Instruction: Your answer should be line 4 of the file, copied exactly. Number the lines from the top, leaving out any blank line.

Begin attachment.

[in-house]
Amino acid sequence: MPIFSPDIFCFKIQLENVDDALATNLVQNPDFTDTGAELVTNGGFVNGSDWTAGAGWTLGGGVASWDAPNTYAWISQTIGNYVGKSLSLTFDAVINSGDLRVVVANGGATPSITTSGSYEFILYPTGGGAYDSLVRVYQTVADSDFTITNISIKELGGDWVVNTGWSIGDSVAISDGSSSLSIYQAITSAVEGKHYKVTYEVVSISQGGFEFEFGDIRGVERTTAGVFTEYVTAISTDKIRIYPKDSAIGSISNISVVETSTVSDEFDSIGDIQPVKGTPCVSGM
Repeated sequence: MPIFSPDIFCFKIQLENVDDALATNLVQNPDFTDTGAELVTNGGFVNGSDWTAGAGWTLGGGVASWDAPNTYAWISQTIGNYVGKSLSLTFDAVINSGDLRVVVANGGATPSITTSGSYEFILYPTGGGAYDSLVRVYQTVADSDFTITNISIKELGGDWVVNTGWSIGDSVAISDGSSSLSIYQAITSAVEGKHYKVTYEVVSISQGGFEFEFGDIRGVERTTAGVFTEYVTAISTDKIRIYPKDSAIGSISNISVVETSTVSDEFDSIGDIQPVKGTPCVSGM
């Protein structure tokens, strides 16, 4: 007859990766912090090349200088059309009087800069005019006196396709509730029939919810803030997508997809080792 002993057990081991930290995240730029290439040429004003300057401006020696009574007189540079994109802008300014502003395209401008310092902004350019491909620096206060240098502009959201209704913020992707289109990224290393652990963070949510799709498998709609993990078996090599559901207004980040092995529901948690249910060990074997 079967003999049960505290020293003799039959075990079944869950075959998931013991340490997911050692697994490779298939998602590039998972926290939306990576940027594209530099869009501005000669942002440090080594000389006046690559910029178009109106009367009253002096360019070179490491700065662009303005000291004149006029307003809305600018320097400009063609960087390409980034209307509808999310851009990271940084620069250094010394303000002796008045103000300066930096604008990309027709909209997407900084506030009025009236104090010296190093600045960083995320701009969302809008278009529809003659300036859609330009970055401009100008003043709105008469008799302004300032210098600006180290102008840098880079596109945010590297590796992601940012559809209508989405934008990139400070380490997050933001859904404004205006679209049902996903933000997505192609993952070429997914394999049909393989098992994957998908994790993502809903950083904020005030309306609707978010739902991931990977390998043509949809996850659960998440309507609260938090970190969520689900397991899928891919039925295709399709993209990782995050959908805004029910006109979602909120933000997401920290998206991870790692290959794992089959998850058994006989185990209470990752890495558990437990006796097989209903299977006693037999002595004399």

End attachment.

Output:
């Protein structure tokens, strides 16, 4: 007859990766912090090349200088059309009087800069005019006196396709509730029939919810803030997508997809080792 002993057990081991930290995240730029290439040429004003300057401006020696009574007189540079994109802008300014502003395209401008310092902004350019491909620096206060240098502009959201209704913020992707289109990224290393652990963070949510799709498998709609993990078996090599559901207004980040092995529901948690249910060990074997 079967003999049960505290020293003799039959075990079944869950075959998931013991340490997911050692697994490779298939998602590039998972926290939306990576940027594209530099869009501005000669942002440090080594000389006046690559910029178009109106009367009253002096360019070179490491700065662009303005000291004149006029307003809305600018320097400009063609960087390409980034209307509808999310851009990271940084620069250094010394303000002796008045103000300066930096604008990309027709909209997407900084506030009025009236104090010296190093600045960083995320701009969302809008278009529809003659300036859609330009970055401009100008003043709105008469008799302004300032210098600006180290102008840098880079596109945010590297590796992601940012559809209508989405934008990139400070380490997050933001859904404004205006679209049902996903933000997505192609993952070429997914394999049909393989098992994957998908994790993502809903950083904020005030309306609707978010739902991931990977390998043509949809996850659960998440309507609260938090970190969520689900397991899928891919039925295709399709993209990782995050959908805004029910006109979602909120933000997401920290998206991870790692290959794992089959998850058994006989185990209470990752890495558990437990006796097989209903299977006693037999002595004399």